Navigating the wonderous waters of Nautic Model Hobby Racing

| Dit artikel past in een opdracht voor studenten uit het tweede jaar met als onderwerp cmp - international programme.

It’s the middle of December. The wind is howling, and the lakes are frozen. While the cold weather puts a stop to the boat racing season, it finds Danny and Herman in their atelier.

Danny (left) and Herman (right) find peace and excitement in the world of model boats.

Nautic model racing is a captivating hobby at the intersection of craftsmanship and competition. It brings together enthusiasts who construct miniature watercraft powered by electric motors or wind. Danny and Herman, two key figures in the Belgian scene, have known each other for many years now, sharing the same passion for even longer. The two of them find peace and excitement in the world of model boats.

Danny and Herman started this hobby, driven by an interest in mechanical engineering. Nearly five decades ago, Danny impressed many with his high school project, where he had to create a radio-controlled transmitter and receiver. Not knowing this would spark his lifelong interest, he chose a boat as his demonstration vessel. When Herman was younger, he stumbled upon a model shop in Ghent, initially giving it little thought. Years later, when his brother-in-law presented a catalogue, without hesitation, he pointed to the boat he had once dreamed of owning. They have been on this journey ever since. “For us, it comes naturally. He is an engineer; I am an electrician. We are into this stuff”, says Herman.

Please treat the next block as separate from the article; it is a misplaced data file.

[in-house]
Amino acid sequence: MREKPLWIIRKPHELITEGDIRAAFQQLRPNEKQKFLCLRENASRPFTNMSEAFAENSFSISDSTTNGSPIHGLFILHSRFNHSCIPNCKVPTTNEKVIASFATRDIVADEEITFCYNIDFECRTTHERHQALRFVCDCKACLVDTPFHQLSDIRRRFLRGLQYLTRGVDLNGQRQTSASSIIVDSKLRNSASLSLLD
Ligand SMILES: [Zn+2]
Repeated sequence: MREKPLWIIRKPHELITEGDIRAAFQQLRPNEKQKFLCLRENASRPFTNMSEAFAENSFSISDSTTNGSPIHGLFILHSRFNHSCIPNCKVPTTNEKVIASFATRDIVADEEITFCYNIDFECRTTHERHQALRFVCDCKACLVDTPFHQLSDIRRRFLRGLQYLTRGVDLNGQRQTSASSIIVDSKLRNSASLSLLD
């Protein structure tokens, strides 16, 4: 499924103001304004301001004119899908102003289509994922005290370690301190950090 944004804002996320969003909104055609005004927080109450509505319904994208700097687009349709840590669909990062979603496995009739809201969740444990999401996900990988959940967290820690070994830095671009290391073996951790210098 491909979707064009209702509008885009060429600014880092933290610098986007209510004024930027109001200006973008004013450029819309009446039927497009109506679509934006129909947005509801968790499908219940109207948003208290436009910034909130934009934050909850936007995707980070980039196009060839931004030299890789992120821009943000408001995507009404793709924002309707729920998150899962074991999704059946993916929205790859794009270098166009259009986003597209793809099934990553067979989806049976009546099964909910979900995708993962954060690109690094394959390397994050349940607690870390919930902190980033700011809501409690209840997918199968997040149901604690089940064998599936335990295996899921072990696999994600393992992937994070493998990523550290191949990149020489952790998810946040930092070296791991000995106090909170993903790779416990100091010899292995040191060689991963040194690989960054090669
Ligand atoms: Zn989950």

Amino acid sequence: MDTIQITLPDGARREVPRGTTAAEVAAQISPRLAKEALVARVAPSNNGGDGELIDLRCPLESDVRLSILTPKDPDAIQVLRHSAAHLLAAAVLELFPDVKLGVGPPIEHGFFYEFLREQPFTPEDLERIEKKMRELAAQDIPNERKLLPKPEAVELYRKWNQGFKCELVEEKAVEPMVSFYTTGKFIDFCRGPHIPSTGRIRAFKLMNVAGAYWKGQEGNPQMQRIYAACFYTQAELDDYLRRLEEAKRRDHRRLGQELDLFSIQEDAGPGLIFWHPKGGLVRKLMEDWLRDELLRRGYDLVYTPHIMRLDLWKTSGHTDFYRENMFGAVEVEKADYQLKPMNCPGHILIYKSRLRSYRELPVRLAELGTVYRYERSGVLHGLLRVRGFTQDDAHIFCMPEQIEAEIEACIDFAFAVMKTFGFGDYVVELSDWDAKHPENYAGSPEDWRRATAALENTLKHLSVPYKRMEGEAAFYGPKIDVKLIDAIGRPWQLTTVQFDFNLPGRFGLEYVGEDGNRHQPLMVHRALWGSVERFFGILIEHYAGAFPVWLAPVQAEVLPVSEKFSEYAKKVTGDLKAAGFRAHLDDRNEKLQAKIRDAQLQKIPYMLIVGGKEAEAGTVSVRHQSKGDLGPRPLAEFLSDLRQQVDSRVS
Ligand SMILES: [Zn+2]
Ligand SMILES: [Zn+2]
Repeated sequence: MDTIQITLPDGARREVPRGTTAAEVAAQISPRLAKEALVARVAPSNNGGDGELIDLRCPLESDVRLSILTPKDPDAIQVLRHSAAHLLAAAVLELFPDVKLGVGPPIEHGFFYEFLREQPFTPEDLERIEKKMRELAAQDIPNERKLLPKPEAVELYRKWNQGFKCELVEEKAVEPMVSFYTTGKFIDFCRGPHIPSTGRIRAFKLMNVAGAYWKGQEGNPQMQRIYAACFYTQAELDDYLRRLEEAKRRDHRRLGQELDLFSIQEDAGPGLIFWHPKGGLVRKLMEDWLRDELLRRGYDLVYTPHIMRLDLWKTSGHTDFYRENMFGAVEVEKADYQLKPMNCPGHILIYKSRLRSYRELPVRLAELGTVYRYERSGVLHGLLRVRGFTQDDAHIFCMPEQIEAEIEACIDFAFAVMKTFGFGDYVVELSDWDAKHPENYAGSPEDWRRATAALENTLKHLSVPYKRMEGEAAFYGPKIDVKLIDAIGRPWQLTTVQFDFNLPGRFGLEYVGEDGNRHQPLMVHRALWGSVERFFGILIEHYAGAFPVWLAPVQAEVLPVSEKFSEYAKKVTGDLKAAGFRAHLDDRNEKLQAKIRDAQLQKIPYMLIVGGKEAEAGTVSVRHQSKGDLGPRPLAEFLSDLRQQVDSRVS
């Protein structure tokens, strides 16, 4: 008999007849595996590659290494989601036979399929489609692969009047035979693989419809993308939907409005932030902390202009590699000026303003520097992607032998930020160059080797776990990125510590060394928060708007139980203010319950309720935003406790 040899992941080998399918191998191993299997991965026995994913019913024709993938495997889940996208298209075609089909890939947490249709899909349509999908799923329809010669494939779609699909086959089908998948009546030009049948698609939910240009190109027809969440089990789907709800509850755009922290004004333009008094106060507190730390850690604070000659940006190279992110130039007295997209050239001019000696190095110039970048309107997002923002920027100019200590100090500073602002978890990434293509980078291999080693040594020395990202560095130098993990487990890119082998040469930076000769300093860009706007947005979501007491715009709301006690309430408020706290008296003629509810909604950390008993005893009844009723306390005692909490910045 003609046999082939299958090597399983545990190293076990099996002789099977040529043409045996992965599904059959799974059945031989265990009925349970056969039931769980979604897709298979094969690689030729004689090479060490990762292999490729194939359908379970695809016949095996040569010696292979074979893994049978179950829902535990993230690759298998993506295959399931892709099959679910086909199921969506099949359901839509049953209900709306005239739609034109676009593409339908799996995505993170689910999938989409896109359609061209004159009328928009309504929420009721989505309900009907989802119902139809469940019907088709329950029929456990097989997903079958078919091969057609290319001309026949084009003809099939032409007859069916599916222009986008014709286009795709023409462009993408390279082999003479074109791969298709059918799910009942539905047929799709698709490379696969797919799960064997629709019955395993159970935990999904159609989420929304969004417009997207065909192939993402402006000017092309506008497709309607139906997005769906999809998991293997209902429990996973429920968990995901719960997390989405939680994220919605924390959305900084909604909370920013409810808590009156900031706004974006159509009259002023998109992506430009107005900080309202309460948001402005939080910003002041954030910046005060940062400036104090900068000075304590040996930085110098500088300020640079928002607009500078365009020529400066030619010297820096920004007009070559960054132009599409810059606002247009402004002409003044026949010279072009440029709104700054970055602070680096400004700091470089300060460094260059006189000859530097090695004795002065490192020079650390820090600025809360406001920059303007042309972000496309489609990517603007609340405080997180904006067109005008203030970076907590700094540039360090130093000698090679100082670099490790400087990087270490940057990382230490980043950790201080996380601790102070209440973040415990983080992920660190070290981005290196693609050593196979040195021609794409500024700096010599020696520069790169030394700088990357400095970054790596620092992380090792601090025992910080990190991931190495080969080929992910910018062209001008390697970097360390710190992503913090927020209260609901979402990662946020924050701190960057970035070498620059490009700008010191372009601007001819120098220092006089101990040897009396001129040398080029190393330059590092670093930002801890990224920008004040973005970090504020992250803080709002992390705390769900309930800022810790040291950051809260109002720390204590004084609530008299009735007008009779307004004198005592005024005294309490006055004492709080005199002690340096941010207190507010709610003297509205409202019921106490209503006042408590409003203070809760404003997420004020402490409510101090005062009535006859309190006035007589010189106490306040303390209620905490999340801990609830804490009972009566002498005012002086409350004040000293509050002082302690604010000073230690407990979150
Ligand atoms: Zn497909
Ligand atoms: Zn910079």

Ships are decorated with model-sized characters and accessories.

From March to September, clubs transform lakes into arenas for miniature regattas. Beyond the Belgian landscape, a global community resides. An annual world championship unites over 600 candidates from all over the world. Danny describes it as the Olympics. “It’s an opening day where all countries celebrate the upcoming tournaments. The clubs march the streets with their flags in preparation for what’s coming.” The races, a spectacle of synchronised vessels reaching speeds of up to 90 kilometres an hour, demand close collaboration between the mechanic and pilot to prevent crashes with other boats. Over the years, all hobbyists have become familiar with one another, building a friend-like community to return to. “We are one big family”, says Herman with a smile.

The global scale of the tournaments necessitates extensive travel. During the sailing season, Danny and his club participate in up to 20 races, bringing their family members along on their trips. “Your family has to enjoy it. Otherwise, it doesn’t work”, Herman elaborates. While Danny’s daughter has outgrown the love for racing after marriage, his wife transitioned from enthusiast to race judge, once even disqualifying him in a world championship. “I didn’t speak to her for three days!” Danny exclaims laughingly. He travels the world in a caravan with his wife and clubmates, turning every event into a celebration. These competitions encapsulate the moment when it all comes together: the investments, the time spent—nothing can beat the feeling.